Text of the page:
A two-year, industry-wide bid to develop performance standards for residential and small-scale commercial battery energy storage systems in Australia has reached a key milestone after a draft document was submitted to national standards body Standards Australia.
The draft Australian Battery Performance Standard (ABPS) was put together by a consortium led by international testing and certification house DNV GL, and including the CSIRO, Deakin University, and the Smart Energy Council.
Co-funded by ARENA and the Victorian government, the project set about to both define standardised performance testing protocols, and to give consumers a trusted and accessible reference point for comparing different battery technologies.
The standard – which also had input from a range of industry stakeholders including Sonnen, RedT Energy, Redflow, ABB, AGL, Tesla, Century Yuasa and LG Chem – shows how to measure the performance of stationary, solar-connected battery systems with nominal power of no more than 100kW and rated capacity between 1kWh and 200kWh.
As Nishad Mendis, the Australian Battery Performance Standard project leader at DNV GL explained on One Step Off The Grid last month, these are properties such as maximum and sustained power, voltage range, response time and efficiency – all typical metrics in battery testing, but not always reported by manufacturers or, indeed, measured in the same manner.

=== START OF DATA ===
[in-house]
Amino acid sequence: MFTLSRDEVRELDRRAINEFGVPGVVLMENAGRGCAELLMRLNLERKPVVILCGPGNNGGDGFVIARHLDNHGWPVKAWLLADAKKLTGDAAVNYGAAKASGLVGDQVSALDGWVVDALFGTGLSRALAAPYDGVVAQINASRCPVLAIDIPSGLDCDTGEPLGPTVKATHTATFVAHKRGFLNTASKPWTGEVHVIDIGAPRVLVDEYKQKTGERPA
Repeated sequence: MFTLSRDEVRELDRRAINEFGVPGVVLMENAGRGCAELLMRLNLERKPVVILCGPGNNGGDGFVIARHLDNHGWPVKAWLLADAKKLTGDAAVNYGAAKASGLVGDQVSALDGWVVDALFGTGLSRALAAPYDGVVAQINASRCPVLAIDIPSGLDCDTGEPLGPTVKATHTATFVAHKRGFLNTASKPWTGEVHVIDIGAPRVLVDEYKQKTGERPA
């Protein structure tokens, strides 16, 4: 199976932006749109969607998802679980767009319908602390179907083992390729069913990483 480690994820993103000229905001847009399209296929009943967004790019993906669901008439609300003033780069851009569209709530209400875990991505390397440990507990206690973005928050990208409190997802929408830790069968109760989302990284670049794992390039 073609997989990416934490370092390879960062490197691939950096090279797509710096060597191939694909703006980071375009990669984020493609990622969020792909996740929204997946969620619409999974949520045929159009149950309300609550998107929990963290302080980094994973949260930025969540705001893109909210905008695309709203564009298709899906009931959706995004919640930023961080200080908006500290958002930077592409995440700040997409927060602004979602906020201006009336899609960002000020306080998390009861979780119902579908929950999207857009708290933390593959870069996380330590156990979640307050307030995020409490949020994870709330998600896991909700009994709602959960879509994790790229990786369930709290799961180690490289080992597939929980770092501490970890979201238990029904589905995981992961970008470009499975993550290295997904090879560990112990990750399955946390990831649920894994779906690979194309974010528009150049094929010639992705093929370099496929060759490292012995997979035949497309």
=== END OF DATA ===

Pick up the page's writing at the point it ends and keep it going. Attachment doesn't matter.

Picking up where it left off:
The whole process, which kicked off in 2018, has been an enormous undertaking and promises to deliver a key resource for consumers and the industry, in Australia and abroad.
As Mendis noted, the slow uptake of home battery storage in Australia – relative to the break-neck speed of rooftop solar adoption – can in part be put down to the difficulty customers face in choosing the right system for their needs.
As DNV GL noted in its press release, no such documentation as the draft Battery Performance Standard exists anywhere in the world right now. So as well as being a big deal for the nascent Australian battery market, the standard could also become a global standard once it is in effect.
That said, the tests used for the guide were formulated to be relevant to Australian conditions, including particular climates and solar PV production patterns.
DNV GL also said the consortium would also be publishing an interim best practice guide which could be adopted until the standard had been approved and cleared for adoption by Standards Australia – a sometimes-lengthy process, as was demonstrated by the saga of Australia’s controversial battery safety standard.
“The adoption of this standard will help the consumers’ dilemma of choosing the energy storage system best suited to their needs, and empower them to play their part in moving towards a cleaner future,” DNV GL’s executive VP for the Asia-Pacific region Nicolas Renon said.
“Energy storage is shaping up to be an important feature of our rapidly evolving energy system,” said ARENA CEO Darren Miller.
“As rooftop solar penetration continues to increase, and more people look to store their solar energy during the day and minimise what they consume from the grid in the evening, it is important that consumers are informed about how well batteries perform over their lifetime to aid their investment decision.”
For an in-depth look at the makings and goals of the Battery Performance Guide, read Nishad Mendis, here: Confused by the home battery market? This should help
To learn more about the project, please visit www.dnvgl.com/abps